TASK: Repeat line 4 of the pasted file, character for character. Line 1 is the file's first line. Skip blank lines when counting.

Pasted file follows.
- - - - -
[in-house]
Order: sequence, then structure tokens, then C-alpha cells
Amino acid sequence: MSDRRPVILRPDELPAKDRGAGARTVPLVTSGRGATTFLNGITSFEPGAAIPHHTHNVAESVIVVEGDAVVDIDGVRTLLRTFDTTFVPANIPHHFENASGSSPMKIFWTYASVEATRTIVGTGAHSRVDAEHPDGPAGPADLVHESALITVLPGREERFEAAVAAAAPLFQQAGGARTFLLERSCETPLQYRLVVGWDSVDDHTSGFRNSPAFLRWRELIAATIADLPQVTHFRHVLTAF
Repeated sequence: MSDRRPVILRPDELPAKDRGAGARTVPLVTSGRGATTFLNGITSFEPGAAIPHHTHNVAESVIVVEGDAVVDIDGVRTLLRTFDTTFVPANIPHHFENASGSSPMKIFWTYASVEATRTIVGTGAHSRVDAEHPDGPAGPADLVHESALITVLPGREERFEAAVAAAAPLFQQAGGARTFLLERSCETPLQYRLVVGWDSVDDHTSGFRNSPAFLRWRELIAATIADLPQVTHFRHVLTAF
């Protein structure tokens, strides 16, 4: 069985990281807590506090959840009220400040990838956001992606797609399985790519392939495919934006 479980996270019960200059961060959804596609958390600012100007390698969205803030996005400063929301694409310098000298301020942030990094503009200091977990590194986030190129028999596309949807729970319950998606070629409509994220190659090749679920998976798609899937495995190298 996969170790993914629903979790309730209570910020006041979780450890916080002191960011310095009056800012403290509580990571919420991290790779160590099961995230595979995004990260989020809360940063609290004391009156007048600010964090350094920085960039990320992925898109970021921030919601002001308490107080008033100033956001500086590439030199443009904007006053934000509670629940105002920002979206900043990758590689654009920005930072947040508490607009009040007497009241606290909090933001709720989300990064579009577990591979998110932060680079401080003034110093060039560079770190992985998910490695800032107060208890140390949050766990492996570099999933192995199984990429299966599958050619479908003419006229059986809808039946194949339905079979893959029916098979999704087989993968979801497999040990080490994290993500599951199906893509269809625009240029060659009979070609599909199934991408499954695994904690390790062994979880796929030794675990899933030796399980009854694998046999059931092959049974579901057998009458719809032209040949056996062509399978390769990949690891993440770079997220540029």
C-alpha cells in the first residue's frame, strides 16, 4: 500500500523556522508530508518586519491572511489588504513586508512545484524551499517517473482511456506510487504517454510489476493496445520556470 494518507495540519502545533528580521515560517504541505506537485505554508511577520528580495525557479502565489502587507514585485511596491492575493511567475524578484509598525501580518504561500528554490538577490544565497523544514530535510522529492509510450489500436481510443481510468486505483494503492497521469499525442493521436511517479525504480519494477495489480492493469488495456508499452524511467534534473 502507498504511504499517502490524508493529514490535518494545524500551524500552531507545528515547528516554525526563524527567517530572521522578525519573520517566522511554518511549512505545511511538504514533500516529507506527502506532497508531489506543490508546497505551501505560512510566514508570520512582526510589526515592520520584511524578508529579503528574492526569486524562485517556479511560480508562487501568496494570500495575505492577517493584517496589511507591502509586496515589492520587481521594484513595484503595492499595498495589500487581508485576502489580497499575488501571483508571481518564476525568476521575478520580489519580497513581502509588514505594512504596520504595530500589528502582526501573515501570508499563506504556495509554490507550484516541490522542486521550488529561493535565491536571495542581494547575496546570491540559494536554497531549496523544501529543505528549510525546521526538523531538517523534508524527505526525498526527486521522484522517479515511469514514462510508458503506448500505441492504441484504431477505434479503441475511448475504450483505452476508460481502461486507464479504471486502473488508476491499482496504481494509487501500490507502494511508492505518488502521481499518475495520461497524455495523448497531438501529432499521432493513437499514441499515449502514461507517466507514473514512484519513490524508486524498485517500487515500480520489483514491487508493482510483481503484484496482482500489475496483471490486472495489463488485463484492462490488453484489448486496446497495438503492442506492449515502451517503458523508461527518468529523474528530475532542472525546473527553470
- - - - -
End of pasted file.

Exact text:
Repeated sequence: MSDRRPVILRPDELPAKDRGAGARTVPLVTSGRGATTFLNGITSFEPGAAIPHHTHNVAESVIVVEGDAVVDIDGVRTLLRTFDTTFVPANIPHHFENASGSSPMKIFWTYASVEATRTIVGTGAHSRVDAEHPDGPAGPADLVHESALITVLPGREERFEAAVAAAAPLFQQAGGARTFLLERSCETPLQYRLVVGWDSVDDHTSGFRNSPAFLRWRELIAATIADLPQVTHFRHVLTAF